I spent International Women’s Day in the company of 14 strong, intelligent, iconoclastic women educators and, amidst the inescapable joy of this third EDIF fundedTeachDifferent Diversity day, was the presence of the emotional labour it takes to disrupt the stale and obedient groupthink of organisations.   We who do not fit graft for every victory, a story which echoed the week’s earlier experience of hearing trainee educators talk and share images of how they teach for a social purpose (check out #TDdiversity and #TDPSP14 for highlights of these events).  So fired up was @carolineLDlees that she took her superb practice to a meeting of learning disability co-ordinators the following day and courageously blew away some norms…we punch above our weight when the scene is set for a major confrontation, but settling back into the everyday grind of working life is harder.

What sustains our iconoclasm?  ‘Knowing’ we’re right (in our quest for democratic education to be the norm) is too easy to doubt when faced with the indifferent boss, the inflexible paperwork, the negative and de-professionalising media coverage, the dependent students, the jaded colleagues.  There’s a hangover from provocative actions which, it its worst, can make the working world seem a very unsafe place to be.   The company of fellow misfits may well be what re-stocks our reserves of courage and disruptive intent.

Time and time again I hear from Community of Praxis participants the following metaphor:  “I was refreshed…regenerated”, “I drank from the well”, “I came here to be renewed,” phrases almost biblical in their implied invocation of water to slake a parched thirst.  Phrases from the desert, where that desert is the wasteland of education – primary, secondary, adult, higher – in this country.  “They make a desert and call it peace,” Tacitus famously wrote of the Roman legions and this would be true of the last two Governments’ tidying-up of education too,  marching to the banner of Ofsted or PISA.  I’m reminded of my friend @ajwright69 wondering how often we give thanks for the water we take for granted and I’m mindful that we should be appreciative of what refreshes us now and seek to extend it further, before it’s taken away forever.

The Community of Praxis operates online, via Yammer, Facebook, Twitter, this blog.  But there are opportunities to physically be together too, preferably in squashy comfortable chairs.  This matters. The effectiveness of online learning spaces seems to depend on the quality of connections already established by being physically present with one another; and the spaces become more richly diverse when physical groupings mix across cohorts.  These are  assumptions, based on observation, and we hope to test them further thanks to a small research grant from the Education and Training Foundation.  But experience suggests that intensive study days, facilitated in a Thinking Environment to quickly develop a culture of rapport and mutual trust, accelerate and deepen the online experience, so that participants not only quickly buy-into the digital environment, they develop self-reliant and mutually supportive momentum once they are there.  The emotional labour of teaching for a social purpose in challenging or hostile environments is soothed by online engagement, which in turn is fed by the ultra-nutritious experience of spending a few hours together every now and then, thinking well in beautiful surroundings.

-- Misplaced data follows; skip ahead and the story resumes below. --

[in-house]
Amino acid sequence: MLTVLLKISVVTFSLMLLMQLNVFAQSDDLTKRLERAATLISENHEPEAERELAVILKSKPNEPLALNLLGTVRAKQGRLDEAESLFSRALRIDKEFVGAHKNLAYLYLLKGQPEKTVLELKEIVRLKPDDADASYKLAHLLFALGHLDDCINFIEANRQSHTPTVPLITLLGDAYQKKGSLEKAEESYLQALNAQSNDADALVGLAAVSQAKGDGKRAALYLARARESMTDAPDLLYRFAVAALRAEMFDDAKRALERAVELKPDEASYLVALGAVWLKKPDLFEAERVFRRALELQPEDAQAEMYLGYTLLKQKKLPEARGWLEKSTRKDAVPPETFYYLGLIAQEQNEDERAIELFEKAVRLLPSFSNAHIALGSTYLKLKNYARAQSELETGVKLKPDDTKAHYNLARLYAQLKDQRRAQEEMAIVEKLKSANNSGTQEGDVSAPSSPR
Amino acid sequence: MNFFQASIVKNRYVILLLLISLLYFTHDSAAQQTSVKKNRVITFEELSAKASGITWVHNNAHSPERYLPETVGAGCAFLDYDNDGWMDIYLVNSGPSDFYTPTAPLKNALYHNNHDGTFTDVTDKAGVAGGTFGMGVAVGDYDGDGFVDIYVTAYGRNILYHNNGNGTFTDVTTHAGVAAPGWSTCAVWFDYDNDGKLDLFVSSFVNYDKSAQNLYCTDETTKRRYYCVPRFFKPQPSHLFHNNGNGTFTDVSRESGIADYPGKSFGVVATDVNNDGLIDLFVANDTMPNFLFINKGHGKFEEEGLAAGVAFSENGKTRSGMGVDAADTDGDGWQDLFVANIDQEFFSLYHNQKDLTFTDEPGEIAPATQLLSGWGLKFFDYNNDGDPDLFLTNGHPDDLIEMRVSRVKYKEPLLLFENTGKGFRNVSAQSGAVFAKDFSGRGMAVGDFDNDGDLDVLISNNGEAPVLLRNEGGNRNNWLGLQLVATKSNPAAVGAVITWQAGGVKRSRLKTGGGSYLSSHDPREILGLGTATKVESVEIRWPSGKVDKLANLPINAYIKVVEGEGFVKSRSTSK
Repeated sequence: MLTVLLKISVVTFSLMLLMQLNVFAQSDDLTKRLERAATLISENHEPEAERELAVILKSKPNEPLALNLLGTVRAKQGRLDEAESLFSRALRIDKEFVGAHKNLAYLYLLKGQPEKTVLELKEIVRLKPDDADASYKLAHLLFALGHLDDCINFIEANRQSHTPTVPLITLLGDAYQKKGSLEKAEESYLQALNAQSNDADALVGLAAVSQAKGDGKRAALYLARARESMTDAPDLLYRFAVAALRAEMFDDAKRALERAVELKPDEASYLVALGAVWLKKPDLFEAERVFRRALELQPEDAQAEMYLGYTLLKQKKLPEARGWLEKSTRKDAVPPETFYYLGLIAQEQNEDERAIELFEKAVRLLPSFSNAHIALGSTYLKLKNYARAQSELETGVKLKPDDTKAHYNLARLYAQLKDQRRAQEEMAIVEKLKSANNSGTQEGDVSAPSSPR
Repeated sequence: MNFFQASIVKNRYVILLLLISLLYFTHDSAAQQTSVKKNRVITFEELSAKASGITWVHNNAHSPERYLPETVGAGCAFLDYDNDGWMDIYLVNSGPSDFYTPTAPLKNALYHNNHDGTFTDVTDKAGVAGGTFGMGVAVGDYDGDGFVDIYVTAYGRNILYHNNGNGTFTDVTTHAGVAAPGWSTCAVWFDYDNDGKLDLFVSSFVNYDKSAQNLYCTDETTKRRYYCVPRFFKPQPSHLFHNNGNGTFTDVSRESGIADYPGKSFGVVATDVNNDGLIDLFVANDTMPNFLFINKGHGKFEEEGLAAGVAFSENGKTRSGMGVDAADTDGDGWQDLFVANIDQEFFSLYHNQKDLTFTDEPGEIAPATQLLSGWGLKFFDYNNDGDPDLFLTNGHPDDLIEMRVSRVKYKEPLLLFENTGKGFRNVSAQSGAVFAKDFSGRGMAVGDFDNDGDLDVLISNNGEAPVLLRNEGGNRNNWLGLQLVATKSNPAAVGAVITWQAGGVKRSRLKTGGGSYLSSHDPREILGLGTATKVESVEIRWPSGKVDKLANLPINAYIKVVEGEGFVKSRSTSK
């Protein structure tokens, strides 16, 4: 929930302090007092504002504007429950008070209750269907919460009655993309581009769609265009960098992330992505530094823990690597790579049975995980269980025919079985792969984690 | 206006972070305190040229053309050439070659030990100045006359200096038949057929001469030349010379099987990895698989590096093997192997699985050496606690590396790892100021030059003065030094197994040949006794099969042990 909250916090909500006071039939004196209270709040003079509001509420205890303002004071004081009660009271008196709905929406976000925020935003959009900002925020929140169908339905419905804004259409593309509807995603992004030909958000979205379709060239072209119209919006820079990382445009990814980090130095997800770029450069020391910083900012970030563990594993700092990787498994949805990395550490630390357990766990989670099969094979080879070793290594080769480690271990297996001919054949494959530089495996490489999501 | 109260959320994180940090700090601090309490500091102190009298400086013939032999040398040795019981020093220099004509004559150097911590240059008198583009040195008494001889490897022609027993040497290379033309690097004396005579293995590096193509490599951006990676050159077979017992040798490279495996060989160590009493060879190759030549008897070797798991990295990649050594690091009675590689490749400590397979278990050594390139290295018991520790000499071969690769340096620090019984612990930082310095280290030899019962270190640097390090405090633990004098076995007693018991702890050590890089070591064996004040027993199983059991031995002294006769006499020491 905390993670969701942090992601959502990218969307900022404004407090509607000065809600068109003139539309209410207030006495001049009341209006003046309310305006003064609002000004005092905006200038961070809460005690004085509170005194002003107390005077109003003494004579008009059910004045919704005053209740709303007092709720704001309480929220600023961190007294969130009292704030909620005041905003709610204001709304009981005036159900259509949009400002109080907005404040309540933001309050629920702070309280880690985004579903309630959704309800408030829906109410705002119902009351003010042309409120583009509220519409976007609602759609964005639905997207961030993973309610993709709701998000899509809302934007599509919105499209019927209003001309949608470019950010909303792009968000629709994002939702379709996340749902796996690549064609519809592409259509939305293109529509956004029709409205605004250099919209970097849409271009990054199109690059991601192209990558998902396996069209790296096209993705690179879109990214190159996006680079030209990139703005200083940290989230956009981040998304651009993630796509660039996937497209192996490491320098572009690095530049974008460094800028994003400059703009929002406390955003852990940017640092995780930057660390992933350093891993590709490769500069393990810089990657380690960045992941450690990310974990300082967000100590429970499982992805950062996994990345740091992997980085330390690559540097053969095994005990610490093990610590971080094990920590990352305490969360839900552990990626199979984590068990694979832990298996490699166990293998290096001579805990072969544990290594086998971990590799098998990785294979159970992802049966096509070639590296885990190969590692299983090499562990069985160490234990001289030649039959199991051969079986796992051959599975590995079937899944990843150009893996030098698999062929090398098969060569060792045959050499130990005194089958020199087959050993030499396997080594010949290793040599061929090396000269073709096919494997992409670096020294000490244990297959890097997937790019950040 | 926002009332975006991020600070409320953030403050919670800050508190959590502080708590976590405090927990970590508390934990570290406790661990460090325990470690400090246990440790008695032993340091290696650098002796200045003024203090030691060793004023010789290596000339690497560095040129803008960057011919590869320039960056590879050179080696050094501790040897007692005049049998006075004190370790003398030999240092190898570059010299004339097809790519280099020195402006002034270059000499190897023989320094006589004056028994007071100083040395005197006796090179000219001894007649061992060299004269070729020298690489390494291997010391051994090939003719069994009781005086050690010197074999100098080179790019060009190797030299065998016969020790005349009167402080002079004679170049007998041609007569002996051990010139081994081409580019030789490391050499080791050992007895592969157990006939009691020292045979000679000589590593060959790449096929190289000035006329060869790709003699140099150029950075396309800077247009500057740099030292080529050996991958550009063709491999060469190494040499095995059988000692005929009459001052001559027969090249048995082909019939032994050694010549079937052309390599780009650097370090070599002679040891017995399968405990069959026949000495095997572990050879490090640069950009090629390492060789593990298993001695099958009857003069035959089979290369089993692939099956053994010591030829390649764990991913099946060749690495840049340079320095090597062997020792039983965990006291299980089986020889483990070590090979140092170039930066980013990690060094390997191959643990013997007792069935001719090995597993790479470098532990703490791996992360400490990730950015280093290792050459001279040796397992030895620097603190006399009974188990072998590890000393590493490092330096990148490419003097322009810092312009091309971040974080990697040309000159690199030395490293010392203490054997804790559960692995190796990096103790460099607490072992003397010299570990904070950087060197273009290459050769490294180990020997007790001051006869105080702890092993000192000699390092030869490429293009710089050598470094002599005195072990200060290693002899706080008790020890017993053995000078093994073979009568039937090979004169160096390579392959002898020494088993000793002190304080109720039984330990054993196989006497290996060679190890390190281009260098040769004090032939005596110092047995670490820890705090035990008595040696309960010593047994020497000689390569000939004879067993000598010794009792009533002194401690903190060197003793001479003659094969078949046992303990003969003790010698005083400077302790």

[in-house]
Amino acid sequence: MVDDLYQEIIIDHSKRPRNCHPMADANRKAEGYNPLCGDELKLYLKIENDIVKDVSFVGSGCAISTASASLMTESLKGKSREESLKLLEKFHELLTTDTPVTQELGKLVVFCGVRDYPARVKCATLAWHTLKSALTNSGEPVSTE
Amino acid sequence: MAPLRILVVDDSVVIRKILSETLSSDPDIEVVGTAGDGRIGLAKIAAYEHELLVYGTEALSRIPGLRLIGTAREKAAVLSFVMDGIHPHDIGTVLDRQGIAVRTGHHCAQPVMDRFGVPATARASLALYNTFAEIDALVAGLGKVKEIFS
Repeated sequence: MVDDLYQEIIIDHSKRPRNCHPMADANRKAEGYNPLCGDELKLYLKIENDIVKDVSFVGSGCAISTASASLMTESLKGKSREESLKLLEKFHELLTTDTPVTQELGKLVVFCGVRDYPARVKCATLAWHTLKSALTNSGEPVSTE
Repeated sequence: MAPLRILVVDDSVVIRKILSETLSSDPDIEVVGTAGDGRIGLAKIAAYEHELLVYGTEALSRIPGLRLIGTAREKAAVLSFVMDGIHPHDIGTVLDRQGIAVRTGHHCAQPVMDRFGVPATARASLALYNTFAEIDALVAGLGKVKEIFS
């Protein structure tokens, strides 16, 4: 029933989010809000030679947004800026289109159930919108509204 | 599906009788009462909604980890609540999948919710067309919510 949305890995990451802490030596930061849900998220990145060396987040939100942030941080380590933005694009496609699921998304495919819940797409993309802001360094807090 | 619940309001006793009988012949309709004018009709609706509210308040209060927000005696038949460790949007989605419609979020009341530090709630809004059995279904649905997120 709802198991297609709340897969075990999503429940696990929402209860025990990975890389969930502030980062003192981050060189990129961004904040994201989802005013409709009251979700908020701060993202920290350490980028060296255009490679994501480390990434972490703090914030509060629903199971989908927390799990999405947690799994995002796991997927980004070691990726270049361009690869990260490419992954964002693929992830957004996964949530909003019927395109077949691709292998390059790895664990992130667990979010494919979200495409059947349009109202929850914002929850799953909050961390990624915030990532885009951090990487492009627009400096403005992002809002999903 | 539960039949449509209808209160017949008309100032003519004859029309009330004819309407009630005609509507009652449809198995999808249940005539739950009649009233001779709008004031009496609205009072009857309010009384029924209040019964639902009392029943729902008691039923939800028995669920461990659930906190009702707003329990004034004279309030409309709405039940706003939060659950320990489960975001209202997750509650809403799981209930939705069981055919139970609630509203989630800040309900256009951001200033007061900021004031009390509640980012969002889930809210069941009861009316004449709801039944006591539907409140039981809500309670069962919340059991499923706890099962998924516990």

Testing all of this out is the work of the next few months and it needs to be done.  Social purpose education has caught the zeitgeist and this moment won’t last forever.  We need to understand exactly how to support the army of iconoclasts and misfits who are going out to destroy false idols in the name of emancipatory and democratic transformation.

Watch out Pavlov.  Los Misfitos are on their way.

 

 

 

 

 

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Author: Alison Longden

Hard working educator with passionate interest in Teaching for a Social Purpose. Everything I've learned is through observing colleagues and students, all of whom are committed to changing the world. And reading interesting stuff. I work at The Northern College in Barnsley and its mission (and thirty-eight year history) of social transformation makes it an ideal base to face the challenges of teaching adults in 21st century England.

2 thoughts on “Viva los Misfitos!”

  1. Glad that @carolineLDlees felt fired up and ready to share her good practice at the meeting of learning disability practitioners. I was there and heard her too #ldnet. Every one there had something different to say and they all came from different perspectives. So exciting. we can all learn lots about learning from learners with disabilities and difficulties.

    1. Thanks Sandra for your comment. I think it’s a massive leap forward for any of us to say, “I disagree,” and be listened to – that’s how the world changes but it does take courage with every step.